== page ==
Buck Point via Willow Creek

Page Type Page Type: Route
Location Lat/Lon: 40.82391°N / 107.36773°W
Additional Information Route Type: Hiking, Mountaineering, Scrambling
Seasons Season: Summer, Fall
Additional Information Time Required: Half a day
Additional Information Difficulty: Class 2
Sign the Climber's Log


This route is the route we took up Buck Point, but the mountain may be slightly easier to climb from the eastern trailhead (West Prong). The route follows the Willow Creek/Bears Ears Trail to the saddle between Mount Welba and Mount Oliphant before contouring around to the saddle between Mount Welba and Buck Point. From there the indistinct west ridge of Buck Point is followed to the summit. The crux of the route is a talus slope and then from the false summit there is much route finding through timber to reach the summit.

BouldersMinor boulderfields on the Willow Creek Route of Buck Point. The false summit of Mount Oliphant is in the background.

Getting There

Drive Highway 13 either north of Craig, or south of Baggs to between Mile Markers 115 and 116 (this is about 25.5 miles north of Craig). Turn east on County Road 38 and follow it to Forest Road 109. The Forest Service boundary is about 9.7 miles from Highway 13 (after this point I took a wrong turn, so don’t have odometer readings).

Stay on FR 109, ignoring all the named roads that branch from it. Before the Forest Service boundary, make sure to stay right at s junction (now marked). If you start heading away from the mountains, you are on the wrong road. After the Forest Service boundary, stay left at two junctions, while staying on FR 109. The second left is labeled “Willow Creek/Trail 1144”. Follow the road to a locked gate. The trail begins here on the east side of the road/parking lot.

Route Description

From the trailhead sign (marked for Willow Creek/Trail 1144), follow the trail east. (The trailhead is not marked on the map, but I believe it is near the "B" in "Bears Ears Trail" on the 7.5 minute quad). The trail is in very good condition by Elkhead Mountain standards and there were only a few logs to climb over in October 2005, August 2008 and September 2009. The stream crossings are even bridged.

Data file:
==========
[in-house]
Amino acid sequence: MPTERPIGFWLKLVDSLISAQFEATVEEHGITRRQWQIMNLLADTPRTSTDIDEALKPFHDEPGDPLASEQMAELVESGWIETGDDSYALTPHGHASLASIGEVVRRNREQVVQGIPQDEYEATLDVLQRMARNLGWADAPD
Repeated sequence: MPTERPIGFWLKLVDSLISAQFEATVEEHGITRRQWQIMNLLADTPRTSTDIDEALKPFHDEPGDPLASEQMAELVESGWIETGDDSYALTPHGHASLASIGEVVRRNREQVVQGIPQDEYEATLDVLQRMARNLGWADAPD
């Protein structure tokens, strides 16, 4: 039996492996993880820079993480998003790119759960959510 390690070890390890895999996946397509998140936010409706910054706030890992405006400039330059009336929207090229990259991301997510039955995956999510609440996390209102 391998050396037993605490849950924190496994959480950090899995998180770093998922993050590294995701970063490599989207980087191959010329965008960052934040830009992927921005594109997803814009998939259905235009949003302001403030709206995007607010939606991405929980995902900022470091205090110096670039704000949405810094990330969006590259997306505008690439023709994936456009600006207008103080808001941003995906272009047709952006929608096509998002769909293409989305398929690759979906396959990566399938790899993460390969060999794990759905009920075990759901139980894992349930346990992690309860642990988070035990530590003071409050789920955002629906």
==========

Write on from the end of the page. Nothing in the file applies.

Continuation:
From the trailhead, the trail descends through the forest to Willow Creek, at which there is a bridge. Continue along the good trail through the forest. It will eventually switchback and climb east to the saddle between Mount Welba and Mount Oliphant. This is about 1.75 miles from the trailhead.

From the saddle, the trail descends east, but don’t take the trail. Instead, leave the trail and more or less contour east around the Mount Welba to the north to the saddle between Mount Welba and Elk Point. This is easier said than done, but is straight forward enough. There are some short boulderfields, but the biggest obstacles are the sections of fallen timber.
Our general consensus was that it was better to stay at the same elevation of the two saddles or slightly lower rather than going high. Once you reach the area of the saddle, the timber is thick enough that you can’t see either peak, so a compass or GPS helps.

To reach the summit, head east along the indistinct west ridge of Buck Point. The route steepens near the top, but the terrain is overall easier the higher you go because the timber thins out. Once you reach the edge of the cliffs you are almost to the summit, so simply follow the cliff line east to the summit.

We climbed the peak on September 7 2009 and there were only two other signatures in the log. The legendary Mike Garrat (Delores Colorado) placed the register on August 16 2003 and one other person had signed it. I replaced the register jar with a larger and newer one.

Head back the same way. The round trip distance is about 6 miles with about 1900 feet elevation gain including the descent to Willow Creek and the ups and downs.

Looking towards Buck PointPhoto shot from the top of the cliffs on the false summit of Mount Oliphant looking towards Buck Point.

Equipment Needed

A good pair of boots is needed.

Make sure to have the Routt National Forest map to find the trailhead. The 7.5 minute quad map and a compass (or GPS) should be taken for the hike itself.



Parents refers to a larger category under which an object falls. For example, theAconcagua mountain page has the 'Aconcagua Group' and the 'Seven Summits' asparents and is a parent itself to many routes, photos, and Trip Reports.